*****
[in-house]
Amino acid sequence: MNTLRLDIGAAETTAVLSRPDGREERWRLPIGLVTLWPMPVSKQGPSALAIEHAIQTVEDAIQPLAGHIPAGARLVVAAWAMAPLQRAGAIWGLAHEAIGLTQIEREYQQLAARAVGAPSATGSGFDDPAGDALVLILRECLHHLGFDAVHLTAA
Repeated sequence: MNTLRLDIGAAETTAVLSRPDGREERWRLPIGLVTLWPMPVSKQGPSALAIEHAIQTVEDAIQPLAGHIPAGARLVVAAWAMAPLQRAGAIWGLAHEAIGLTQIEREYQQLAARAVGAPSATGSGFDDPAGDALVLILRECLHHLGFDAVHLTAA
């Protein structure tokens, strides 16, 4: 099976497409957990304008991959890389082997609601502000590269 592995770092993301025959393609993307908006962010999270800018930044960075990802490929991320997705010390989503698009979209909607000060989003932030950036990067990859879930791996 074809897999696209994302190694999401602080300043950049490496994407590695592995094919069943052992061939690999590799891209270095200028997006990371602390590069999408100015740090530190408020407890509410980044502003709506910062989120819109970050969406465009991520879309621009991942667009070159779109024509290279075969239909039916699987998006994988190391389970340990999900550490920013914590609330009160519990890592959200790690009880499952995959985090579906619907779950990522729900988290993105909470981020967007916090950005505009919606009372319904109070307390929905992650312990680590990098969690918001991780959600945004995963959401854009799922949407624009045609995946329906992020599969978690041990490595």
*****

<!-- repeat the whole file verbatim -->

[in-house]
Amino acid sequence: MNTLRLDIGAAETTAVLSRPDGREERWRLPIGLVTLWPMPVSKQGPSALAIEHAIQTVEDAIQPLAGHIPAGARLVVAAWAMAPLQRAGAIWGLAHEAIGLTQIEREYQQLAARAVGAPSATGSGFDDPAGDALVLILRECLHHLGFDAVHLTAA
Repeated sequence: MNTLRLDIGAAETTAVLSRPDGREERWRLPIGLVTLWPMPVSKQGPSALAIEHAIQTVEDAIQPLAGHIPAGARLVVAAWAMAPLQRAGAIWGLAHEAIGLTQIEREYQQLAARAVGAPSATGSGFDDPAGDALVLILRECLHHLGFDAVHLTAA
């Protein structure tokens, strides 16, 4: 099976497409957990304008991959890389082997609601502000590269 592995770092993301025959393609993307908006962010999270800018930044960075990802490929991320997705010390989503698009979209909607000060989003932030950036990067990859879930791996 074809897999696209994302190694999401602080300043950049490496994407590695592995094919069943052992061939690999590799891209270095200028997006990371602390590069999408100015740090530190408020407890509410980044502003709506910062989120819109970050969406465009991520879309621009991942667009070159779109024509290279075969239909039916699987998006994988190391389970340990999900550490920013914590609330009160519990890592959200790690009880499952995959985090579906619907779950990522729900988290993105909470981020967007916090950005505009919606009372319904109070307390929905992650312990680590990098969690918001991780959600945004995963959401854009799922949407624009045609995946329906992020599969978690041990490595």